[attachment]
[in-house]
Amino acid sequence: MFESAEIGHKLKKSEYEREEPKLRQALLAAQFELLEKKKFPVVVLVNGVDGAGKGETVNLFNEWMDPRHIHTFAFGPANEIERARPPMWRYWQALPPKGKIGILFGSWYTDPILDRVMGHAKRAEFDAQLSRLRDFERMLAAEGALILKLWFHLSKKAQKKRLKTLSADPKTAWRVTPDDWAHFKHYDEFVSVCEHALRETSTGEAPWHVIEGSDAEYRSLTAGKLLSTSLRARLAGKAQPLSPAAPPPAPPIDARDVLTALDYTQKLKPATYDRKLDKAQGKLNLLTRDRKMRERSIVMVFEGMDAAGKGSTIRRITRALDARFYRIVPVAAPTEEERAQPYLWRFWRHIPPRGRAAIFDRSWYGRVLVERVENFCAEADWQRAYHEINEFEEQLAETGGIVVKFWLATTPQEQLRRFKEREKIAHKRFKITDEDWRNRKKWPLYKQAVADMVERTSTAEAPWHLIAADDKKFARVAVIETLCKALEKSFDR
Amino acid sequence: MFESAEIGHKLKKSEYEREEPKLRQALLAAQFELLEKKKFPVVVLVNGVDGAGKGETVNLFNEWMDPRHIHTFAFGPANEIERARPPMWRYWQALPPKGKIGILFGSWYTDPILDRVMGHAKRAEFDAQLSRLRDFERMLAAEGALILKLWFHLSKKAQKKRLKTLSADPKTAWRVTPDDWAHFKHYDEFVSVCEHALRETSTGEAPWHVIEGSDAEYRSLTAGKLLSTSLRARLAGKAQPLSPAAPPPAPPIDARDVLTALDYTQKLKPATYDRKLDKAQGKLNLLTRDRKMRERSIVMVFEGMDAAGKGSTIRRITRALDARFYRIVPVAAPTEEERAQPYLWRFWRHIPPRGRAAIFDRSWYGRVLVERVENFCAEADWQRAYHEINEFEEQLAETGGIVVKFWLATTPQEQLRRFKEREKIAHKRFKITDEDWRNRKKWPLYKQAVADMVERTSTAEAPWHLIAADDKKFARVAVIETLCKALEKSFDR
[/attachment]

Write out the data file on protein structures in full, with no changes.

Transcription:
[in-house]
Amino acid sequence: MFESAEIGHKLKKSEYEREEPKLRQALLAAQFELLEKKKFPVVVLVNGVDGAGKGETVNLFNEWMDPRHIHTFAFGPANEIERARPPMWRYWQALPPKGKIGILFGSWYTDPILDRVMGHAKRAEFDAQLSRLRDFERMLAAEGALILKLWFHLSKKAQKKRLKTLSADPKTAWRVTPDDWAHFKHYDEFVSVCEHALRETSTGEAPWHVIEGSDAEYRSLTAGKLLSTSLRARLAGKAQPLSPAAPPPAPPIDARDVLTALDYTQKLKPATYDRKLDKAQGKLNLLTRDRKMRERSIVMVFEGMDAAGKGSTIRRITRALDARFYRIVPVAAPTEEERAQPYLWRFWRHIPPRGRAAIFDRSWYGRVLVERVENFCAEADWQRAYHEINEFEEQLAETGGIVVKFWLATTPQEQLRRFKEREKIAHKRFKITDEDWRNRKKWPLYKQAVADMVERTSTAEAPWHLIAADDKKFARVAVIETLCKALEKSFDR
Amino acid sequence: MFESAEIGHKLKKSEYEREEPKLRQALLAAQFELLEKKKFPVVVLVNGVDGAGKGETVNLFNEWMDPRHIHTFAFGPANEIERARPPMWRYWQALPPKGKIGILFGSWYTDPILDRVMGHAKRAEFDAQLSRLRDFERMLAAEGALILKLWFHLSKKAQKKRLKTLSADPKTAWRVTPDDWAHFKHYDEFVSVCEHALRETSTGEAPWHVIEGSDAEYRSLTAGKLLSTSLRARLAGKAQPLSPAAPPPAPPIDARDVLTALDYTQKLKPATYDRKLDKAQGKLNLLTRDRKMRERSIVMVFEGMDAAGKGSTIRRITRALDARFYRIVPVAAPTEEERAQPYLWRFWRHIPPRGRAAIFDRSWYGRVLVERVENFCAEADWQRAYHEINEFEEQLAETGGIVVKFWLATTPQEQLRRFKEREKIAHKRFKITDEDWRNRKKWPLYKQAVADMVERTSTAEAPWHLIAADDKKFARVAVIETLCKALEKSFDR